Hernandez v. City of Hartford

Citation959 F.Supp. 125
Decision Date14 March 1997
Docket NumberCiv. No. 3:95CV1517 (PCD).
PartiesAlma HERNANDEZ, Plaintiff, v. CITY OF HARTFORD, Defendant.
CourtU.S. District Court — District of Connecticut

Daniel S. Fabricant, Miniter & Associates, Hartford, CT, Barbara E. Gardner, Manchester, CT, for Plaintiff.

Helen Apostolidis, Karen Kirsten Buffkin, Corporation Counsel's Office, Hartford, CT, for Defendant.


DORSEY, Chief Judge.

Defendant moves to dismiss, or in the alternative for summary judgment pursuant to Fed. R.Civ.P. 12(b)(6) and 56(c). The parties have submitted matters outside the pleadings, and thus the 12(b)(6) motion is converted into one for summary judgment. For the following reasons, summary judgment is denied on the grounds that there are genuine issues of material fact.


Alma Hernandez ("plaintiff") is employed by the City of Hartford ("defendant") as an Administrative Assistant in the Grants and Management Services Program of the Health Department ("department"). Plaintiff was pregnant and due to give birth on June 22, 1995. On January 6, 1995, her obstetrician discovered that uterine fibroids complicated her pregnancy.

Plaintiff claims that on May 4, 1995, she advised her immediate supervisor, Keith Wilder ("Wilder"), that she experienced premature labor. On May 9, 1995, plaintiff's obstetrician prepared a note indicating the physical limitations plaintiff's condition imposed on her ability to work.1 Through this note, plaintiff sought permission from Wilder to work at home part-time for the remainder of her pregnancy. She asserts that this alternative was vital to the management of her condition because working at home would have enabled her to "avoid the stress associated with the work environment ... [and allowed her] to keep her heart rate at an acceptable level for taking ..." her premature labor medication. (Am.Compl.¶ 7.)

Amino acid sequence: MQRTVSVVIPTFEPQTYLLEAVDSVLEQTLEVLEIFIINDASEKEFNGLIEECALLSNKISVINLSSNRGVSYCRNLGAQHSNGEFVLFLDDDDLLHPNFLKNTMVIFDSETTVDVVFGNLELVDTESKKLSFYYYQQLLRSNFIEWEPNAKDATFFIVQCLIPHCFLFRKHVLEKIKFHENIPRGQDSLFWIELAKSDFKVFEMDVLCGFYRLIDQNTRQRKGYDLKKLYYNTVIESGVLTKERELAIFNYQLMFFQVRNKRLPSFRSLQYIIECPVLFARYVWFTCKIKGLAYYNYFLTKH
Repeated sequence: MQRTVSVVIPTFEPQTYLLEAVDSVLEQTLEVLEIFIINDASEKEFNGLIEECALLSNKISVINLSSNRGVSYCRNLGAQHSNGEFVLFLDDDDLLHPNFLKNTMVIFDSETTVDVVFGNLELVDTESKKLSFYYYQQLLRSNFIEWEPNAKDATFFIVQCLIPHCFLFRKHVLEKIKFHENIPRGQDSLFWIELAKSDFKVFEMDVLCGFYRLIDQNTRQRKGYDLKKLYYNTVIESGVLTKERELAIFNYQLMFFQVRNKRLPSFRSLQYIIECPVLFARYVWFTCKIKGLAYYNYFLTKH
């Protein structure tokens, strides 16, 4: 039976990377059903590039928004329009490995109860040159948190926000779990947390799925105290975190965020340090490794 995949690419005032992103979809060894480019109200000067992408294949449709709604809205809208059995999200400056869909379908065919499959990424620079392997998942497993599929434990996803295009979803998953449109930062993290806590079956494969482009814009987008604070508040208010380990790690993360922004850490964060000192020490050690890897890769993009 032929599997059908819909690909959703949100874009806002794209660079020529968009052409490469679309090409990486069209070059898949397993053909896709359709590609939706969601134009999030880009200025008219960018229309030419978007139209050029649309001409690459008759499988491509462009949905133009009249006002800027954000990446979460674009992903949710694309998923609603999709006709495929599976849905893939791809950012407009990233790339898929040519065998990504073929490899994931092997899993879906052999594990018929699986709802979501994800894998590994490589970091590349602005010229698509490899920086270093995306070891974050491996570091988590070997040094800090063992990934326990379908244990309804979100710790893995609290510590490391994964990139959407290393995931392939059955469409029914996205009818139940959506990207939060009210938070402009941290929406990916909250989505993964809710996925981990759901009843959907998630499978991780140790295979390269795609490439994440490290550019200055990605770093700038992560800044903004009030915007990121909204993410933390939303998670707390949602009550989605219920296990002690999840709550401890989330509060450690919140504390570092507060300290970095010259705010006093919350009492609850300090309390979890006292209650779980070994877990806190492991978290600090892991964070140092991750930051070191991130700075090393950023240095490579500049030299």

Plaintiff claims that Wilder reviewed her doctor's recommendations and they agreed that she would work Tuesdays and Thursdays out of her home. Assistant Health Director Richard Colpitts ("Colpitts") approved this plan. Final approval from Acting Health Director Katherine McCormack ("McCormack") was sought, pending which plaintiff continued to work, performing all her duties and responsibilities.

On June 6, 1995, Wilder informed plaintiff that McCormack denied her request to work at home. Although the baby was born healthy eleven days later, plaintiff suffered complications in the birth that caused her to be out of work ten weeks.

Plaintiff avers that her pre-term labor, a complication resulting from pregnancy, constituted a disability under § 504 of the Rehabilitation Act of 1973 ("Rehabilitation Act"), 29 U.S.C. § 794 (1994), and Title II of the American with Disabilities Act of 1990 ("ADA"), 42 U.S.C. § 12132 (1994) (the "Acts"). She complains that defendant's denial of her request to work at home was willful and discriminatory in violation of the Rehabilitation Act and the ADA. She alleges physical and emotional pain and suffering. She also claims defendant was negligent and inflicted emotional distress. She seeks damages, attorney's fees and costs.

Defendant moves for summary judgment on the ground that plaintiff was not disabled, was not a qualified individual with a disability, and was reasonably accommodated. Additionally, defendant argues that plaintiff's claim is incognizable under Title II of the ADA, that compensatory and punitive damages are also improper in cases under the Acts, and that a jury trial is not available. Lastly, defendant claims the court lacks subject matter jurisdiction over her emotional distress claim.

A. Standard of Review

Defendant moves to dismiss pursuant to Fed.R.Civ.P. 12(b)(6), or in the alternative for summary judgment pursuant to Fed. R.Civ.P. 56(c). Rule 12(b)(6) provides that "if matters outside the pleading are presented to and not excluded by the court, the motion shall be treated as one for summary judgment and disposed of as provided in Rule 56, and all parties shall be given reasonable opportunity to present all material made pertinent to such motion by Rule 56." As the motion has been briefed as a motion for summary judgment by both parties, each of which has submitted materials outside the pleadings, the parties have had a reasonable opportunity to present Rule 56 material. Accordingly, the motion shall be treated as a motion for summary judgment.